California condors are scavengers that have soared over mountainous areas of California since prehistoric times, but their numbers declined drastically in the 20th century. This was due in part to habitat loss, shooting, lead poisoning, and toxic substances used to poison predators. Condors were listed as an endangered species in 1967. In 1982, the condor population reached its lowest level of 22 birds, prompting Service biologists to start collecting chicks and eggs for a captive breeding program. In 1992, the Service, through the Hopper Mountain Refuge, began releasing California condors back into the wild. Currently, the Service and its partners manage 74 condors living in the wild in California, Arizona, and now Baja California, Mexico. There are 126 birds in captivity at the breeding facilities for a total of 200 condors in existence.
Hopper Mountain has an agreement with the reintroduction project in Baja for the long-term loan of surplus field equipment. Mike Stockton, one of the refuge’s condor biologists, drove the first of the much needed equipment (scopes, tripods, backpacks, etc.) down to Baja the last week of October. Stockton’s arrival coincided with the delivery of a travel trailer that had been in use by Hopper Mountain field biologists and was no longer needed. The Mexican biologists had been living out of tents for months and were very pleased with their new accommodations.
Stockton was able to experience firsthand the challenges that the Mexican biologists face as they get this infant program off the ground. A steady supply of carcasses to feed the condors is still being worked out, so in the meanwhile road kill and the occasional dead horse or steer donated from a neighboring ranch will have to do. The steep terrain, while perfect habitat for the condors, is proving to be a problem for the biologists on the ground trying to track the movements of the released birds. This became evident when the newly released birds moved down low into areas where the biologists couldn’t follow, and they became concerned when the condors were not coming back up to the feeding site. It was decided to trap all of the birds even though one of them was adjusting well to the area. They plan to rerelease them for short periods of time until they become accustomed to the area. Two all-terrain vehicles that the Hopper Mountain Refuge sent should assist considerably with this situation.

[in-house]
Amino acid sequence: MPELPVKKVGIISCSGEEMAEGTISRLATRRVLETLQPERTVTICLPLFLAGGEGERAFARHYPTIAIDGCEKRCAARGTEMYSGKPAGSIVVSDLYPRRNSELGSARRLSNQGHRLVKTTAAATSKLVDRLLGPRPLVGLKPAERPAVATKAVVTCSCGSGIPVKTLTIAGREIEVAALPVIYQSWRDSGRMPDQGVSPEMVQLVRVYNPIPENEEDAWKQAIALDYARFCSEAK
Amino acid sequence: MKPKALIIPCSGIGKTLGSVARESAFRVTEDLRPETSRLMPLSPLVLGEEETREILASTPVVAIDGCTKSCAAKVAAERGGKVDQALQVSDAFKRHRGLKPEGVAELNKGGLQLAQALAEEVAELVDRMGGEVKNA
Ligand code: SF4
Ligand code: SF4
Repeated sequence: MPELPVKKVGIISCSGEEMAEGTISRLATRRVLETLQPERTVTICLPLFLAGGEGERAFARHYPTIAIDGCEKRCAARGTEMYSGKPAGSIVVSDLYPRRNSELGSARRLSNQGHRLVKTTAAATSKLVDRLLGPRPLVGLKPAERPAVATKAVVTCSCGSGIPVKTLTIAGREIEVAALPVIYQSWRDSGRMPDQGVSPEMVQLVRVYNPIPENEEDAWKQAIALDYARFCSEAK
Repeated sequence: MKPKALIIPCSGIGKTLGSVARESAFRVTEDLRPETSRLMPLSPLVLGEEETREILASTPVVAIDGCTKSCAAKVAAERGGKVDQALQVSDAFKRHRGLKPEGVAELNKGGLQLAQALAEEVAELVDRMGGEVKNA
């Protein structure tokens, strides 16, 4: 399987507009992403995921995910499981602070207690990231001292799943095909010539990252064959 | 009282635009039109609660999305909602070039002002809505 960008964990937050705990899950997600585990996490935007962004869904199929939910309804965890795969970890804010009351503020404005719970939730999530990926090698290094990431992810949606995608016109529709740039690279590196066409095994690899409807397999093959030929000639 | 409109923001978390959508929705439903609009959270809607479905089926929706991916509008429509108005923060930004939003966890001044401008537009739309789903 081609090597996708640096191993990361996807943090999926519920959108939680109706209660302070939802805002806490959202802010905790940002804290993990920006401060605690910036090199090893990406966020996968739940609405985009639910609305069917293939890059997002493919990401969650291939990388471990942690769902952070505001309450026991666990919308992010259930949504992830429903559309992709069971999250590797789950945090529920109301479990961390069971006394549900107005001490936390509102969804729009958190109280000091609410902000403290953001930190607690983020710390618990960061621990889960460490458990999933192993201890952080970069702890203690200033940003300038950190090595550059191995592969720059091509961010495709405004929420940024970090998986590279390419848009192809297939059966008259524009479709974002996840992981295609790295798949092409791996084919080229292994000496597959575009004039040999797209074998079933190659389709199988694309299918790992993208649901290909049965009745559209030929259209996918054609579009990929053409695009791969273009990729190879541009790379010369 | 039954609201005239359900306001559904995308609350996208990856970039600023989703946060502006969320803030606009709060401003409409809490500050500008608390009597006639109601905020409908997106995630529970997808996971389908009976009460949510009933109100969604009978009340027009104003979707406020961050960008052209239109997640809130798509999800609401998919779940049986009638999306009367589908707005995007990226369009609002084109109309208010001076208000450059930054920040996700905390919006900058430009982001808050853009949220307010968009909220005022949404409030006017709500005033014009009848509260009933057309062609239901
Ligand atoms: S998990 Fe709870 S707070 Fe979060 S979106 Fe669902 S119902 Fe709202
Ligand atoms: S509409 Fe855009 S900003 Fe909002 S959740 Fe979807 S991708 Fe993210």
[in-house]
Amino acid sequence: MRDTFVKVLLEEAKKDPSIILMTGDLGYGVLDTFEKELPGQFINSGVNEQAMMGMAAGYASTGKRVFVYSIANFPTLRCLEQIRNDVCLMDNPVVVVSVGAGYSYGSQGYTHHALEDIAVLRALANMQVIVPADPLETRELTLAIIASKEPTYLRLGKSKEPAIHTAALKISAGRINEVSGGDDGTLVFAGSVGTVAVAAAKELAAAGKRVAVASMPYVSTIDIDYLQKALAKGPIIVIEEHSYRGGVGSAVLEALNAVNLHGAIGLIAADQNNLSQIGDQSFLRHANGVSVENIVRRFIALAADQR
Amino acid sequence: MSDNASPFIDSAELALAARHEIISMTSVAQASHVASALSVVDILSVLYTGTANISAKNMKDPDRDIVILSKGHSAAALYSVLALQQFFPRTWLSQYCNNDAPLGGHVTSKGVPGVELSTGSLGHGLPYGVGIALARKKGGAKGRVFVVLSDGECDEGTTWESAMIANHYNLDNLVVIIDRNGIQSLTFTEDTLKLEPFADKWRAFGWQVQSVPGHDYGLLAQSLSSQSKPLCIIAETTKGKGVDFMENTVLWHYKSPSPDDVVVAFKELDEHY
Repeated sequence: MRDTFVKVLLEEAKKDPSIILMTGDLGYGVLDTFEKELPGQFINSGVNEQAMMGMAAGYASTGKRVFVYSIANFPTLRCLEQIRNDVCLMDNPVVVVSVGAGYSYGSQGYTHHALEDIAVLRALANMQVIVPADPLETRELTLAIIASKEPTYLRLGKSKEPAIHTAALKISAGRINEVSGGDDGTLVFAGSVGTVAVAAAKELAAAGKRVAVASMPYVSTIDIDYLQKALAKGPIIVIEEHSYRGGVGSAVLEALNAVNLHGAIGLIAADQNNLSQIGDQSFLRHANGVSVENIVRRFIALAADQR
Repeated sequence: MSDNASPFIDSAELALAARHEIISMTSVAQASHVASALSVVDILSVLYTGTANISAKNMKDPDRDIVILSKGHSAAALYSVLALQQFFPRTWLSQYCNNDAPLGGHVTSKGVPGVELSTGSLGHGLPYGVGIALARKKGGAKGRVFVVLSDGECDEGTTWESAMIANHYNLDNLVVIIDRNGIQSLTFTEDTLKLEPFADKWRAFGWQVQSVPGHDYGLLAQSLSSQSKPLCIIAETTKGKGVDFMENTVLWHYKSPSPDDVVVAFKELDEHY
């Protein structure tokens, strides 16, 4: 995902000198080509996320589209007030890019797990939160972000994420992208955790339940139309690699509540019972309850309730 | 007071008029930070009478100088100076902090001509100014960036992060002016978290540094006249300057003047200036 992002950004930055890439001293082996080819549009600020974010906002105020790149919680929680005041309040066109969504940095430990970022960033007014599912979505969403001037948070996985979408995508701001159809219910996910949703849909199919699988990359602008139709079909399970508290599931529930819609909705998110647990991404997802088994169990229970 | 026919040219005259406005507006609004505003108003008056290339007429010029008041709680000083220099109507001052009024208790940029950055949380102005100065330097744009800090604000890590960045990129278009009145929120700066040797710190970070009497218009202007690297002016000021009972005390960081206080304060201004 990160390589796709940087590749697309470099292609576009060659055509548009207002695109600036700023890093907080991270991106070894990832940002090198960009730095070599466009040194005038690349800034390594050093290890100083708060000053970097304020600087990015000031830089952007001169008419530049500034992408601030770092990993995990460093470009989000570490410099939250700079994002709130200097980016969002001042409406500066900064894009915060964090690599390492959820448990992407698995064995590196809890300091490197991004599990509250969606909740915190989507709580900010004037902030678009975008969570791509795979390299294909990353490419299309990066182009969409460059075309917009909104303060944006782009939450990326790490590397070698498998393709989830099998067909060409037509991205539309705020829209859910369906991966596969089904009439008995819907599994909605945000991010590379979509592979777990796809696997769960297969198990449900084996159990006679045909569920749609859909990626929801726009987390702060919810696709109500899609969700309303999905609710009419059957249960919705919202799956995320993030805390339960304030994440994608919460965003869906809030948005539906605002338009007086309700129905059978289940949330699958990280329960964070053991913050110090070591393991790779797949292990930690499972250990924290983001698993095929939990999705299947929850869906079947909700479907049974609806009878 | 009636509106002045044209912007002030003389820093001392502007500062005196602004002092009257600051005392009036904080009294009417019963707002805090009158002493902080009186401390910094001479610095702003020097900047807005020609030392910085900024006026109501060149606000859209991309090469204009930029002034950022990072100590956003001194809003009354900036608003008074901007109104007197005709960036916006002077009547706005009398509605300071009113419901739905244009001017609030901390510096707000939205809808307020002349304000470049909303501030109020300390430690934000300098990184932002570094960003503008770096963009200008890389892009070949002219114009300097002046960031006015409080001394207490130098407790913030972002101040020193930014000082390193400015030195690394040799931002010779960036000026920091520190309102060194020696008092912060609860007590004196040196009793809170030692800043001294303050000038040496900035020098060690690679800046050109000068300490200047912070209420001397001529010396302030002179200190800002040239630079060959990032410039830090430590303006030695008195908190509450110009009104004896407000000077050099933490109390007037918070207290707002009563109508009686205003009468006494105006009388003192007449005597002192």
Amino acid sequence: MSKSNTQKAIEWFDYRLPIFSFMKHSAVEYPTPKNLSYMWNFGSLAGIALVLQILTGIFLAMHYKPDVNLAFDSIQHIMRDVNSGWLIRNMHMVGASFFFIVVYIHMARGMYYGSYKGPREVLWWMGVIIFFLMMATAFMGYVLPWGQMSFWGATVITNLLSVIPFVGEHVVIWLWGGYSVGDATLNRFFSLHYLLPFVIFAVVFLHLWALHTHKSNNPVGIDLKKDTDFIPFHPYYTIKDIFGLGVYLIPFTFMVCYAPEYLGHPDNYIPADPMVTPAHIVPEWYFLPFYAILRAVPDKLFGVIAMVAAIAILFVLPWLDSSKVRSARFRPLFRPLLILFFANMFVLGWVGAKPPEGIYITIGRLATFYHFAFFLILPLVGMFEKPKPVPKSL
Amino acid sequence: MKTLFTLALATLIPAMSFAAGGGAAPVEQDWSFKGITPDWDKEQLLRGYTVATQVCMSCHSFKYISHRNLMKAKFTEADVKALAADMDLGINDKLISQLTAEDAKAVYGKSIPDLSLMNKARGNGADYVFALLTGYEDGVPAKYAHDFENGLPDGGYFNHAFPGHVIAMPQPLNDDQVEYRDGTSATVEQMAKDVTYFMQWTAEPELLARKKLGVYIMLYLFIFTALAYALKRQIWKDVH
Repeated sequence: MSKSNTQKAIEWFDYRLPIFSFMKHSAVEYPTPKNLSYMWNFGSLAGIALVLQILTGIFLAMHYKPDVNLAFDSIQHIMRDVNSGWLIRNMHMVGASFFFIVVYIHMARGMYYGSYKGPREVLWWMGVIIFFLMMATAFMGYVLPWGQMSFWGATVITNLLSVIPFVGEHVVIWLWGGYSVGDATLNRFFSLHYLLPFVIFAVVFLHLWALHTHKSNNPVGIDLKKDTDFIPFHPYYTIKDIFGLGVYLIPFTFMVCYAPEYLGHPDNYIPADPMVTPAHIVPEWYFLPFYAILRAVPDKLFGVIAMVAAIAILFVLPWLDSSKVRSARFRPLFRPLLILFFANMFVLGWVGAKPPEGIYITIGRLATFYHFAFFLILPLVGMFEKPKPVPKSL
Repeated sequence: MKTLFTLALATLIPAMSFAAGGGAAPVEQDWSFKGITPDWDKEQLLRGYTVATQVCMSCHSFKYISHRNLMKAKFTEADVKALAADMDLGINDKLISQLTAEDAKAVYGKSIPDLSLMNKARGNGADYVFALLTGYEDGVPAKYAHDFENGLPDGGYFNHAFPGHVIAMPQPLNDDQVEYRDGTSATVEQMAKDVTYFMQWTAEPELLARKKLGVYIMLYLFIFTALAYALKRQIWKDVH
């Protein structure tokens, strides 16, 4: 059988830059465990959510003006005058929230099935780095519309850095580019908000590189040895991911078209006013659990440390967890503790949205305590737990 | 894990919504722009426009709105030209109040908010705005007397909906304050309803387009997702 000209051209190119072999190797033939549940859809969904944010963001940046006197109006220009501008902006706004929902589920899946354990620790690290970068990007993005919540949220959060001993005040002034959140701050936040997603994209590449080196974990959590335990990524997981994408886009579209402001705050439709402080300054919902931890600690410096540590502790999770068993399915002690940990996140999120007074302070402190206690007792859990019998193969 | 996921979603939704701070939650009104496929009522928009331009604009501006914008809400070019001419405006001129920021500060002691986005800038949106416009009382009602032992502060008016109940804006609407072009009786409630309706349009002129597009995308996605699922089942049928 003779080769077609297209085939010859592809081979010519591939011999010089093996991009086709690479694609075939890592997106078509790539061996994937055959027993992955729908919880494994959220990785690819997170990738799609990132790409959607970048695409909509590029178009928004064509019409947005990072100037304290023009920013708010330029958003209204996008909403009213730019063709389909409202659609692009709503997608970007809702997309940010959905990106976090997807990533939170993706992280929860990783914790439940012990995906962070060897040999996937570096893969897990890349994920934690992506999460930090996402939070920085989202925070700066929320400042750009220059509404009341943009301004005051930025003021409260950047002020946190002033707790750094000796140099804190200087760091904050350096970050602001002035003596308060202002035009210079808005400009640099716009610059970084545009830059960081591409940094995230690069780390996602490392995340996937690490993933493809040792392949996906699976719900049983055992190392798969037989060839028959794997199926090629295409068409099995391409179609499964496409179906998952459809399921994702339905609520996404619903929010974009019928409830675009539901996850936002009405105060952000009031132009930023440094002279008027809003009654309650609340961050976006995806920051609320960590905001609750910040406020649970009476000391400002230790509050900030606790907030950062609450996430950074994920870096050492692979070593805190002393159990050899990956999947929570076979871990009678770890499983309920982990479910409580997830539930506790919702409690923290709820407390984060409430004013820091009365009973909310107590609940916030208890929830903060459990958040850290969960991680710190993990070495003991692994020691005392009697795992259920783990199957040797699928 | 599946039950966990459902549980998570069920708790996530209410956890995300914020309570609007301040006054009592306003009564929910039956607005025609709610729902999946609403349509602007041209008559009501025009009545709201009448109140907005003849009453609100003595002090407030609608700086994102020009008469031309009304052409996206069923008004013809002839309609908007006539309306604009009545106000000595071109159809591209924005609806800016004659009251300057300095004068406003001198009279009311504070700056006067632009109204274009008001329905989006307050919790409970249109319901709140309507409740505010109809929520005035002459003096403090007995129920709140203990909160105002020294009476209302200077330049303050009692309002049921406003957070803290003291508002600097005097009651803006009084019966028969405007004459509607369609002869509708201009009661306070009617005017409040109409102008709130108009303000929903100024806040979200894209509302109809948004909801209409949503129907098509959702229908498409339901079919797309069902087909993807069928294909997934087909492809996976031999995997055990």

Stockton spent the rest of the week with biologists sharing condor management experiences and extending an invitation to visit the Hopper Mountain NWR Complex. Juan Julian Vargas Velazco and Maria Catalina Porras Pena, the Mexican biologists, came to Hopper Mountain in early February 2003 and joined refuge biologists in observing, feeding, and tracking condors on refuge and at off-refuge sites. From time to time over the next few years, refuge biologists will travel south to give technical support to the program in Baja.
Hopper Mountain NWR has been managing California condors for more than 10 years, and has worked closely with recovery program partners to develop and refine condor management methods. It is this wealth of firsthand knowledge that the refuge biologists will be sharing with their Mexican counterparts. Stockton was greatly impressed with the people he met during his stay in Mexico, “Everyone is 100 percent behind returning the California condor to this part of their historic range, from the local ranchers to the dedicated professionals and everyone else I came in contact with. I look forward to working with them again.”
Denise Stockton is an Information & Education Specialist at the Hopper Mountain NWR Complex (telephone 805/ 644-5185 or email firstname.lastname@example.org).
COPYRIGHT 2003 U.S. Fish & Wildlife Service